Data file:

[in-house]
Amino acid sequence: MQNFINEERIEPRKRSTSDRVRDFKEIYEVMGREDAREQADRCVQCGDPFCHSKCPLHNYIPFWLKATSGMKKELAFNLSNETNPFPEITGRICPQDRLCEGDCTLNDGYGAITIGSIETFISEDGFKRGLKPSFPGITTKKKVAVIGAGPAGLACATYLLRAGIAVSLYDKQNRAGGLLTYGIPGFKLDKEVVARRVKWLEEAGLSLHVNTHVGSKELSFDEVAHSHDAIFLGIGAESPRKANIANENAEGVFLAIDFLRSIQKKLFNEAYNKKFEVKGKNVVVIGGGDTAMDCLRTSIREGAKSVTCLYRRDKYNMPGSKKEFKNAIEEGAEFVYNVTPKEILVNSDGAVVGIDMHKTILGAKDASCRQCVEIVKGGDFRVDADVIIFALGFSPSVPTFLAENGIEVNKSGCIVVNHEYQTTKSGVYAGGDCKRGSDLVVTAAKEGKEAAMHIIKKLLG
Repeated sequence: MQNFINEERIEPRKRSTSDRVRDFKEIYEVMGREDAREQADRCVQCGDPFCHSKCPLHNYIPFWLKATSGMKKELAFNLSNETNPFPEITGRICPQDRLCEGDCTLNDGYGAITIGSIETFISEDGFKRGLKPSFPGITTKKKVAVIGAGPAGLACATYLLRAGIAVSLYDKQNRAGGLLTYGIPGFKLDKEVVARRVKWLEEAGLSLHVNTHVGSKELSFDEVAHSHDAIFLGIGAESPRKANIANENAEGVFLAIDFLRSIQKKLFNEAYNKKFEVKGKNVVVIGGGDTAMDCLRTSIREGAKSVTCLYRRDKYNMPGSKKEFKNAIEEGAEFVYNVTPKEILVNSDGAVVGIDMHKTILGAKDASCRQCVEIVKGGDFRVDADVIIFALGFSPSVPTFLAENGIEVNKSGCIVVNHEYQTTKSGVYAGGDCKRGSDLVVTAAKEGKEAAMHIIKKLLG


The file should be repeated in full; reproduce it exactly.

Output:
[in-house]
Amino acid sequence: MQNFINEERIEPRKRSTSDRVRDFKEIYEVMGREDAREQADRCVQCGDPFCHSKCPLHNYIPFWLKATSGMKKELAFNLSNETNPFPEITGRICPQDRLCEGDCTLNDGYGAITIGSIETFISEDGFKRGLKPSFPGITTKKKVAVIGAGPAGLACATYLLRAGIAVSLYDKQNRAGGLLTYGIPGFKLDKEVVARRVKWLEEAGLSLHVNTHVGSKELSFDEVAHSHDAIFLGIGAESPRKANIANENAEGVFLAIDFLRSIQKKLFNEAYNKKFEVKGKNVVVIGGGDTAMDCLRTSIREGAKSVTCLYRRDKYNMPGSKKEFKNAIEEGAEFVYNVTPKEILVNSDGAVVGIDMHKTILGAKDASCRQCVEIVKGGDFRVDADVIIFALGFSPSVPTFLAENGIEVNKSGCIVVNHEYQTTKSGVYAGGDCKRGSDLVVTAAKEGKEAAMHIIKKLLG
Repeated sequence: MQNFINEERIEPRKRSTSDRVRDFKEIYEVMGREDAREQADRCVQCGDPFCHSKCPLHNYIPFWLKATSGMKKELAFNLSNETNPFPEITGRICPQDRLCEGDCTLNDGYGAITIGSIETFISEDGFKRGLKPSFPGITTKKKVAVIGAGPAGLACATYLLRAGIAVSLYDKQNRAGGLLTYGIPGFKLDKEVVARRVKWLEEAGLSLHVNTHVGSKELSFDEVAHSHDAIFLGIGAESPRKANIANENAEGVFLAIDFLRSIQKKLFNEAYNKKFEVKGKNVVVIGGGDTAMDCLRTSIREGAKSVTCLYRRDKYNMPGSKKEFKNAIEEGAEFVYNVTPKEILVNSDGAVVGIDMHKTILGAKDASCRQCVEIVKGGDFRVDADVIIFALGFSPSVPTFLAENGIEVNKSGCIVVNHEYQTTKSGVYAGGDCKRGSDLVVTAAKEGKEAAMHIIKKLLG